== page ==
They had everything they needed in this 200,000-square-foot parking garage — from grief counselors to computers with Internet access. Just no privacy. Public address announcements were constant, as if you were living in an airport terminal. Police officers, Texas National Guardsmen, Red Cross and Federal Emergency Management Agency officials, medics, clergy and an army of volunteers all invaded the evacuees’ limited space.

    And don’t forget the stars. Colin Powell came and so did Jamie Foxx, who served food in the chow line. Mary Hart of “Entertainment Tonight” arrived with a truckload of kiddie surprises from Toys R Us.

    Separate from the shelter is a FEMA-run disaster recovery center housed in another hall of the convention center. This is where evacuees come to do serious business. FEMA gives them a checklist with 21 services and agencies to access — from setting up a post office box to getting free bus passes, from obtaining food stamps to applying for a low-interest federal loan.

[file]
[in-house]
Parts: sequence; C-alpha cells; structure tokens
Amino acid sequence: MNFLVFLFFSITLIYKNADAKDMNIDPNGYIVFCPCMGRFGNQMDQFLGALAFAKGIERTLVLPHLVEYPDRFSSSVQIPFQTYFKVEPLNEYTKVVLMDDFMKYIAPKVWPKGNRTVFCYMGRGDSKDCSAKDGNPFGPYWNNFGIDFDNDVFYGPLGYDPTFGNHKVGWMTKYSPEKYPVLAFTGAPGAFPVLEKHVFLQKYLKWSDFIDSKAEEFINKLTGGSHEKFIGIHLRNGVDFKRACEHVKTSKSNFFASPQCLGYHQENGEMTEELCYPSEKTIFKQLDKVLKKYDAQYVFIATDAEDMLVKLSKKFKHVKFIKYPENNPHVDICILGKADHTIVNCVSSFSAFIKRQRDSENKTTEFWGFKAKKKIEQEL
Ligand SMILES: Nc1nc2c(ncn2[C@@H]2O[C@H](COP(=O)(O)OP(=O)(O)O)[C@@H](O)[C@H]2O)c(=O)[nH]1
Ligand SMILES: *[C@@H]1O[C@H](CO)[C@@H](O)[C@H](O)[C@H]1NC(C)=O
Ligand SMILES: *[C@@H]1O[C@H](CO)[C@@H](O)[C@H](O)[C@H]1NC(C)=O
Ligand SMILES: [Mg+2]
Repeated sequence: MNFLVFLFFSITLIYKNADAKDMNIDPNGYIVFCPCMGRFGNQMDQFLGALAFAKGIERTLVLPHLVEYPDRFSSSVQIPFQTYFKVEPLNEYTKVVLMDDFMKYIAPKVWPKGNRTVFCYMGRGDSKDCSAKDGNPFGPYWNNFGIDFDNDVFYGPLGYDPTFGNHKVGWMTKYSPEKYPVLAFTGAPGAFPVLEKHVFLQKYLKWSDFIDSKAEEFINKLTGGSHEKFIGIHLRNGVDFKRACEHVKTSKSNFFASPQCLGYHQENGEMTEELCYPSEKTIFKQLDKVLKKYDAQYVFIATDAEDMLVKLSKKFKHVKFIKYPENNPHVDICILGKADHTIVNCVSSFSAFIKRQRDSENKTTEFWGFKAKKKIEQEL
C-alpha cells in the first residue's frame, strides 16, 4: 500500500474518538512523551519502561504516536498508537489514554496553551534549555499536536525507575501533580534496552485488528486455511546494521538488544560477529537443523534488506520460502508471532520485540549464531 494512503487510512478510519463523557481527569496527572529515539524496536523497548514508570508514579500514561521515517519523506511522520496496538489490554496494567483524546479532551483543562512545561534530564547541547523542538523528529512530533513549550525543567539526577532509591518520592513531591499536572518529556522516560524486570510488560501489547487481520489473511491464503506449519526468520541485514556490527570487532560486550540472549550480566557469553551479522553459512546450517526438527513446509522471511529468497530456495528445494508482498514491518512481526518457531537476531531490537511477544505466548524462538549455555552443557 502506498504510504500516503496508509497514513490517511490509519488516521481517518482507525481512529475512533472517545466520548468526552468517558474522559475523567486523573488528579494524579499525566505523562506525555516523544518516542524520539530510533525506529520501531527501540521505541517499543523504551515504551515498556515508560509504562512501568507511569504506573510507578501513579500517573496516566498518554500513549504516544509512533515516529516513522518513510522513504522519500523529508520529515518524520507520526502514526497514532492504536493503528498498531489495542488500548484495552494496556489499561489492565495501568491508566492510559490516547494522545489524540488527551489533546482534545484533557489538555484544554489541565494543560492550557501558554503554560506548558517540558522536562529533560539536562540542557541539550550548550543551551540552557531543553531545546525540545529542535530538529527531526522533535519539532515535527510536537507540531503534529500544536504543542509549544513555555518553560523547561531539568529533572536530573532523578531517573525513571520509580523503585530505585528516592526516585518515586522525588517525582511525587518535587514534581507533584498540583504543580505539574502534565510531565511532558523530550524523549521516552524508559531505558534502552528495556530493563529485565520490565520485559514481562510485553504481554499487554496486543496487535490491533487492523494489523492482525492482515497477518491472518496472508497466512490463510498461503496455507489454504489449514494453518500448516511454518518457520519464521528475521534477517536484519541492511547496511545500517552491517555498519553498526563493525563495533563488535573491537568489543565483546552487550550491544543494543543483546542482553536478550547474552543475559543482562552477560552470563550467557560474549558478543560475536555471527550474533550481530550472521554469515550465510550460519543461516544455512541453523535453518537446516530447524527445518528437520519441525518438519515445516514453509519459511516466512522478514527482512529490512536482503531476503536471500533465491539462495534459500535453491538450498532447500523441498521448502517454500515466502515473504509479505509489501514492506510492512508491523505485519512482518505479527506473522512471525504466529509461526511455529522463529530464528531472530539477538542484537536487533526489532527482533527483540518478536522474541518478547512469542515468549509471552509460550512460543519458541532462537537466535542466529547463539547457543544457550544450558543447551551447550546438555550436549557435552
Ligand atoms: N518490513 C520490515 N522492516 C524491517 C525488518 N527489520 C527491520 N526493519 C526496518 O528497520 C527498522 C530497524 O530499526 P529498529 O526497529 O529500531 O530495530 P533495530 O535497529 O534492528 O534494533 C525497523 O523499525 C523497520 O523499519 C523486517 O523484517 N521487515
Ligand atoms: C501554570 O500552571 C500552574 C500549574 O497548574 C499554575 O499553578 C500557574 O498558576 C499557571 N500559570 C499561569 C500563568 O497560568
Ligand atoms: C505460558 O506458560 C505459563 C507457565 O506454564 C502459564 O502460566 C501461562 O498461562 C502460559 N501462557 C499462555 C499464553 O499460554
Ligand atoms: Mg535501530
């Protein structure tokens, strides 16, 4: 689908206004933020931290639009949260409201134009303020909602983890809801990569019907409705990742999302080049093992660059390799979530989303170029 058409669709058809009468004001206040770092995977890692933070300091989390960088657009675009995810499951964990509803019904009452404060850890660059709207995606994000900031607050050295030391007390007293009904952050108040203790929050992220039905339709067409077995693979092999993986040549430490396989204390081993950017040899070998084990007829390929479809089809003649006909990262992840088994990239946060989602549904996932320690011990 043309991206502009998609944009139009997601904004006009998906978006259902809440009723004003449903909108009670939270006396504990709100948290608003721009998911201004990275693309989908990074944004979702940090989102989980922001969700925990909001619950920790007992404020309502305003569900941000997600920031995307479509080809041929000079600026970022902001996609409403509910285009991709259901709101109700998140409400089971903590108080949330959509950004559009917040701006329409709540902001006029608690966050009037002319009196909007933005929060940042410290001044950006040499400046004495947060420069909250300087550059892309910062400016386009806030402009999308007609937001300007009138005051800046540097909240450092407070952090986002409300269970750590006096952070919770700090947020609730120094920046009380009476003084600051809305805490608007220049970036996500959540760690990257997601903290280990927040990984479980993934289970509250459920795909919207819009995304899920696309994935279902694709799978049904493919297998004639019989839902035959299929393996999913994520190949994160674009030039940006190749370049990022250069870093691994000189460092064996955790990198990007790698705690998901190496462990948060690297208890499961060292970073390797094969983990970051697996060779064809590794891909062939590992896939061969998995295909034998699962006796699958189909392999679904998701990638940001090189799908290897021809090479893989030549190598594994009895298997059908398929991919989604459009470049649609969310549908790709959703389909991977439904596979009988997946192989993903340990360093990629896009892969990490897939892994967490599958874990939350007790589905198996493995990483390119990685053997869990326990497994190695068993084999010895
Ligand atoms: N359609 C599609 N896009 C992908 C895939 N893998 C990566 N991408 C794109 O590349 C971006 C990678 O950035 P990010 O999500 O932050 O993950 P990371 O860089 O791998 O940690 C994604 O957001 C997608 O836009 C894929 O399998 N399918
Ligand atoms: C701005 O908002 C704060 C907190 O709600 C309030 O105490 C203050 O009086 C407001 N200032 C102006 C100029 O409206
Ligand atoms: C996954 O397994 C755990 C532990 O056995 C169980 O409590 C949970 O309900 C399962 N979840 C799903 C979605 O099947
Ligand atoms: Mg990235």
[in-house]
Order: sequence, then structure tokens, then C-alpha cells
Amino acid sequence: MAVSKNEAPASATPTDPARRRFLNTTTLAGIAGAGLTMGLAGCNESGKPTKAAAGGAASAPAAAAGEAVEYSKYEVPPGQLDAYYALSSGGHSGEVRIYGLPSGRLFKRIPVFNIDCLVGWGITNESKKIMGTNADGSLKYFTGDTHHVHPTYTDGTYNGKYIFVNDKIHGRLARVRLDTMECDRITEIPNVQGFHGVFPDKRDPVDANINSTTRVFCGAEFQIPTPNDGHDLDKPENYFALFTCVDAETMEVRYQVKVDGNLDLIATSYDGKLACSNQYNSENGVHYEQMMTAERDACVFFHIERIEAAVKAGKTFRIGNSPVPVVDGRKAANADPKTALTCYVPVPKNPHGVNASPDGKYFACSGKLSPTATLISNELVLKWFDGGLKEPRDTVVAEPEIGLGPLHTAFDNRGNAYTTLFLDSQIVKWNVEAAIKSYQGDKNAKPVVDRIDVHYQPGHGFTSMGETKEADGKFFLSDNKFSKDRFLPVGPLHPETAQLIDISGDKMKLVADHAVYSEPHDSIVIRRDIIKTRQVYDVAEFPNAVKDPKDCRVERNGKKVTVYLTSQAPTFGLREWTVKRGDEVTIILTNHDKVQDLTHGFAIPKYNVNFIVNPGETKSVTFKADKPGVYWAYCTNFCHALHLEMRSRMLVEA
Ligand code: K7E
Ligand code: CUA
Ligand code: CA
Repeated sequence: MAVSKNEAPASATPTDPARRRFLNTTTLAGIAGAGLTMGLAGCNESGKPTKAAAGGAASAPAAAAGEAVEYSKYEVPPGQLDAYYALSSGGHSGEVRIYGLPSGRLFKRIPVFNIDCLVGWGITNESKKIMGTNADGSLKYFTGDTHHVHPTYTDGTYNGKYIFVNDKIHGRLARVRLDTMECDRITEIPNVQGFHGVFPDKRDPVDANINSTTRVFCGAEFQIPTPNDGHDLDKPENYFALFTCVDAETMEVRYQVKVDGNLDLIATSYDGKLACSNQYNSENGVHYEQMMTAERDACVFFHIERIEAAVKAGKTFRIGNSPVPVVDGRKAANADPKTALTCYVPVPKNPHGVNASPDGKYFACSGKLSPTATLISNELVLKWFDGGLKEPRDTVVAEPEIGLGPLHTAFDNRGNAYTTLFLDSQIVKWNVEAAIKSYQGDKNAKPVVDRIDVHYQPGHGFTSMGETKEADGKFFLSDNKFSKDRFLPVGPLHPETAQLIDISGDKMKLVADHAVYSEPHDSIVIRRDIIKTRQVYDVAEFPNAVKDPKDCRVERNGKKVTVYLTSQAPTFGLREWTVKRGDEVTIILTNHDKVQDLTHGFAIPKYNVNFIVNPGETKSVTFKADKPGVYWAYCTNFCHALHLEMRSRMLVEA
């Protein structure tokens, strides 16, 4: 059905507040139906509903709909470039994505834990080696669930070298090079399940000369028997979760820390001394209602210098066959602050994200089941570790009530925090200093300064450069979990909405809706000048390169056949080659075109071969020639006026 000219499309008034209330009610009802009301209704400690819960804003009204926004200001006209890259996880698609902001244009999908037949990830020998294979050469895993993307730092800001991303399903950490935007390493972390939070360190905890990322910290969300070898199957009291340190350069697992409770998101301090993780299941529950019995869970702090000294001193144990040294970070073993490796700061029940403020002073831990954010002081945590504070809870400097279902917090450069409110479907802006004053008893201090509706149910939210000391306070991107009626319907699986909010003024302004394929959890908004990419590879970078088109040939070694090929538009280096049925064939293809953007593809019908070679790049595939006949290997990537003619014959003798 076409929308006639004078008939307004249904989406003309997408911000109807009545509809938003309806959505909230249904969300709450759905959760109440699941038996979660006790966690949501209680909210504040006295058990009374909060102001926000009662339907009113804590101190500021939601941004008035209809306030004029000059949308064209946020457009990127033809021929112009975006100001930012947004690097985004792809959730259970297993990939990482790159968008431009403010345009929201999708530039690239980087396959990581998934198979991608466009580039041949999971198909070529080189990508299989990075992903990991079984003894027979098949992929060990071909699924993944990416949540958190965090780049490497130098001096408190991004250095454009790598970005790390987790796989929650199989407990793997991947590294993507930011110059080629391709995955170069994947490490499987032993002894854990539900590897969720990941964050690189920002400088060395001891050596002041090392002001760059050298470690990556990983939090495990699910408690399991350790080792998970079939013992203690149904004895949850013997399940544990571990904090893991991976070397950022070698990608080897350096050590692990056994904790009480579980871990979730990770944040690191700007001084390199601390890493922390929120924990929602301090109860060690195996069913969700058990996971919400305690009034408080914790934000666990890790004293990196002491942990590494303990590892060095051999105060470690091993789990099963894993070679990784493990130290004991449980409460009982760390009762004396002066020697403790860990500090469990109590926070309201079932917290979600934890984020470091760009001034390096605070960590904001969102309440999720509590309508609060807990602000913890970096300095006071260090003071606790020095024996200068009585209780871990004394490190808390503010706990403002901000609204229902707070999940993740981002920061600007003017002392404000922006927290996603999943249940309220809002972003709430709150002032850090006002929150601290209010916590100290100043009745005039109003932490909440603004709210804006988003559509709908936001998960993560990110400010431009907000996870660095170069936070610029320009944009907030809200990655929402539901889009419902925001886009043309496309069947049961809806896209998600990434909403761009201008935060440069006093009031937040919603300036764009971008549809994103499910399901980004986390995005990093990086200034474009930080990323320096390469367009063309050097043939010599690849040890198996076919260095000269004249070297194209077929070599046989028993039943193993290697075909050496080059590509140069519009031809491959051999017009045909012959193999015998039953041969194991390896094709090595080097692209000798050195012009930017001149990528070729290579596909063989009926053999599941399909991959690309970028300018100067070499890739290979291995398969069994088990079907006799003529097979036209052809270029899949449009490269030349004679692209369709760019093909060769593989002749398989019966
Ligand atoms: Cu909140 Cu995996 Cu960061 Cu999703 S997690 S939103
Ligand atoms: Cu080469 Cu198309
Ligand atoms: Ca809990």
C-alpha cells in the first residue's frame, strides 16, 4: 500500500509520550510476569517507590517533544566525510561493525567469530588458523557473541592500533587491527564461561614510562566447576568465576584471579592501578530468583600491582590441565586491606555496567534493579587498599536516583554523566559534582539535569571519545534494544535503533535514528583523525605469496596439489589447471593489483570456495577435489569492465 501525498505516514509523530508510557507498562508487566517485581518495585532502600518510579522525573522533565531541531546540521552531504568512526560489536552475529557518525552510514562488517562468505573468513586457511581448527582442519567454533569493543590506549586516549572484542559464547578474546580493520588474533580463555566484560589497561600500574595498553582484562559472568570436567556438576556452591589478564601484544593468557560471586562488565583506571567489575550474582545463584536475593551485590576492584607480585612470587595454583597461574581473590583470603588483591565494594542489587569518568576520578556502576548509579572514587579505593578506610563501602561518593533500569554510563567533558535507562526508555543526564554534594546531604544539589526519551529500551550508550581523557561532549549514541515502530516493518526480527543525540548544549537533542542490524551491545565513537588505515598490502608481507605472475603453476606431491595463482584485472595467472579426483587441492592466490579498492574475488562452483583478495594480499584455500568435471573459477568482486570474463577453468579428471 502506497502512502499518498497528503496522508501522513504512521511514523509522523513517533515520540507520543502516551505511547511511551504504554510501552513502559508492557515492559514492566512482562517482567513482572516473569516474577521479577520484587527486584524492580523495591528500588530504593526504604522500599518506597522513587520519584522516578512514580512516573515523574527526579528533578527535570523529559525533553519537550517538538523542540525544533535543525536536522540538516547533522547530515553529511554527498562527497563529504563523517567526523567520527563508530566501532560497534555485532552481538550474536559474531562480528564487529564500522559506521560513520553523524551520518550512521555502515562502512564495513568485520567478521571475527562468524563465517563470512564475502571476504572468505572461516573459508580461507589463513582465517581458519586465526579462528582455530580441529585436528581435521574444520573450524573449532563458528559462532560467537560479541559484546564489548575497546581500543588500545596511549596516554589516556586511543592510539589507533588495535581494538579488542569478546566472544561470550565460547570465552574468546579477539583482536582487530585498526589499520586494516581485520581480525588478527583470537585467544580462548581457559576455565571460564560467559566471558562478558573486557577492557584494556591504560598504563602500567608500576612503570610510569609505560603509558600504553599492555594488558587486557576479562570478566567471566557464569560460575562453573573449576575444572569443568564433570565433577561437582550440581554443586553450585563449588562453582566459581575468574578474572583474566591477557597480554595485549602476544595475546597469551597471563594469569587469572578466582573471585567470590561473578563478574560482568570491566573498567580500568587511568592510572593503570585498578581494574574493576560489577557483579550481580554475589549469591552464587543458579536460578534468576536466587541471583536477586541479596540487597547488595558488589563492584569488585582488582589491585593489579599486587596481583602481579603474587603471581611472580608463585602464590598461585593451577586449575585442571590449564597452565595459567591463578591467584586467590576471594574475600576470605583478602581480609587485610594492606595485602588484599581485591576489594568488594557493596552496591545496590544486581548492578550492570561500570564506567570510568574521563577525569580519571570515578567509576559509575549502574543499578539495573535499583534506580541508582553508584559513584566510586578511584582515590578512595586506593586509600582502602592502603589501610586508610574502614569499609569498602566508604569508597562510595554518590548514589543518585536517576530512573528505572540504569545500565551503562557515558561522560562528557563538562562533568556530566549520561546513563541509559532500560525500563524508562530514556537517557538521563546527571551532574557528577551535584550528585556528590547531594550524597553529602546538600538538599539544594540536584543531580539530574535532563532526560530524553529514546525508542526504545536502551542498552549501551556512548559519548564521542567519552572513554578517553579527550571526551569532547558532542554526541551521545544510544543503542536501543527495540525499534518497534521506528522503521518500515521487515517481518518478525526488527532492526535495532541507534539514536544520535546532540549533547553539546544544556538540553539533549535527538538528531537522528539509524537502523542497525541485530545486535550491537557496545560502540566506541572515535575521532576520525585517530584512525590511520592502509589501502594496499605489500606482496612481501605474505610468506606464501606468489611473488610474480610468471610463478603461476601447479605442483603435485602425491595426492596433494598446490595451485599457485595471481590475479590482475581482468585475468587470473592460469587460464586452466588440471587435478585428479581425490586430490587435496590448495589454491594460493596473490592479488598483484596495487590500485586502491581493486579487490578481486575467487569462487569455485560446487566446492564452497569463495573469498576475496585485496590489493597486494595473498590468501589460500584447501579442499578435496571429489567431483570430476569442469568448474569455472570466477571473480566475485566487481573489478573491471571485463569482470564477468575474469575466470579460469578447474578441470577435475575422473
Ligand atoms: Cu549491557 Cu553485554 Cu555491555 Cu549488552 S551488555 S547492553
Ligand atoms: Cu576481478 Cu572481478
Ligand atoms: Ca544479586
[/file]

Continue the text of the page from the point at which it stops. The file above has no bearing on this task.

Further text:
National Travel Systems will arrange for a one-way plane or bus ticket to anywhere. The Internal Revenue Service hands out information about how to amend your 2004 tax return to claim hurricane losses and possibly get a refund.

    These large shelters were never intended to be long-term solutions, merely a bridge. But in Dallas, at least, the bridge is about to shut down, forcing some instant decisions by people who are still contending with the awfulness of the past three weeks.

    This internal struggle — What to do? How to feel? Where to go? When to leave? — was on display the other afternoon in a wandering conversation outside the men’s bathroom of the shelter. The two Tyrones — acquaintances in New Orleans, cot mates in the shelter — took a squat in a couple of folding chairs.